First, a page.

Hardware is hot. It feels as though nearly everyone in the startup community has a secret desire to be a maker, nursing a product that will ‘make a dent in the world’.
Although well-trodden, the path from great idea to great product contains more than its fair share of switchbacks, cul-de-sacs and dead ends. Goals that appear to be easily achievable get swamped by a morass of details. Schedules slip, mistakes get made, smooth processes jam up. Everyone who’s made the journey from idea to product agrees: hardware is hard.
Drawing on our experience bringing Holiday by MooresCloud to market, this series covers our whole journey, from concept to design, preparation for mass production, compliance testing, manufacturing, and what to do when things break down – because they will break down.
With luck, aspiring hardware entrepreneurs can avoid some of our mistakes.
Part One: Concept to design
Begin with a good idea, then prototype.
MooresCloud grew with a from straightforward (if geeky) idea: An inexpensive Linux-based computer driving a string of LEDs, connected via WiFi to the Internet.
The first prototype – soldered together across a weekend in August 2012 – looked a lot like a pipe bomb. But it worked well enough to pique the interest of two key talents and soon-to-be co-founders of MooresCloud: hardware genius Kean Maizels, and industrial designer Robert Tiller.
Tiller Design – Robert’s firm – presented us with concept drawings for what this ‘Light’ might look like. Kean considered the suitability of the proposals from an electronics perspective, while I weighed the sizzle and usability of their designs.
Light by MooresCloud had a clear, sensible design, which obscured a large problem.
Always design from a use case. Ask yourself ‘Why?’
We’re creatures of habit. Experience informs our expectations. When you name your product ‘Light’ – and it looks like an arty lamp – quite naturally people expect it turns on and off. Full stop.
When we explained how Light was very different from any other lamp, that a smartphone could be used to adjust its colour and pattern, or that Light could tie into Facebook or Twitter, we lost them. Light lay too far outside their expectations.
If you need to explain your product design, you’ve made a serious mistake.
MooresCloud raised over a quarter million dollars on Kickstarter, but despite that kind of success, we could never articulate what made Light so fantastic to someone who wasn’t already a deep geek. Our design failed to reveal Light’s potential.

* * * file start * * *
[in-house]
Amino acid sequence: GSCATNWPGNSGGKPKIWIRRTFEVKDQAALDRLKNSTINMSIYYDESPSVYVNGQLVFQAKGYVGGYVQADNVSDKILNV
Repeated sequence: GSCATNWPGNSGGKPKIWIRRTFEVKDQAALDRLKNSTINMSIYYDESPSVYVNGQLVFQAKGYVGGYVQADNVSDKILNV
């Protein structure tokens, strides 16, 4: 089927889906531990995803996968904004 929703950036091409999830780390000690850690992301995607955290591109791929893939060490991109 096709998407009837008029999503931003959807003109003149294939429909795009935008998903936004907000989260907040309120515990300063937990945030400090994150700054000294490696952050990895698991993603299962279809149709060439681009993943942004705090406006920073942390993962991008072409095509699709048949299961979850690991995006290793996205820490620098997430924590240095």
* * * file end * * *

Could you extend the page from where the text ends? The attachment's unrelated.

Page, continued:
Had we researched several different form factors, we could have saved ourselves months of frustration. As soon as we redesigned Light, ‘unwrapping’ it into the string of lights we named ‘Holiday’, people responded.
We have seen fairy lights all of our lives. We have a deep emotional relationship to them. Holiday brought to life the qualities people already projected onto fairy lights, leveraging an existing expectation.
We created a new product out of a widely-held belief. Now to take that design – still on paper – and bring it to life.
Design experiences – not products.
To be successful, Holiday needed to delight a wide range of users, from the technologically sophisticated to the absolute technophobe. We wanted customers to have a lovely experience without ever reaching for a smartphone. This meant Holiday needed ‘off’ switch. (You’d be astounded at the number of connected products which lack a physical off switch.)
Our design resolved into a small ‘controller’ with three buttons – ‘mode’, ‘up’ and ‘down’ – and a seven-metre string of fifty oval, opalescent light globes.
Once we had a basic design in place, we tweaked it to fit the use case, adding a metre of string before the first globe, because Holiday is frequently strung up the centre of a Christmas tree, and shaping the controller so it can be operated with one hand – even strung as an bauble. The buttons give a reassuring audible click. A few small changes to the physical design of Holiday made it much more fun to use.
A great designer like Robert Tiller can make a product beautiful, but MooresCloud learned that design is always the handmaiden to utility. Every great product has a great experience within it. Let the design amplify that experience.
Next week: moving from design to manufacture.
Mark Pesce is a co-founder of MooresCloud. His website is at www.markpesce.com.
Images copyright Mark Pesce.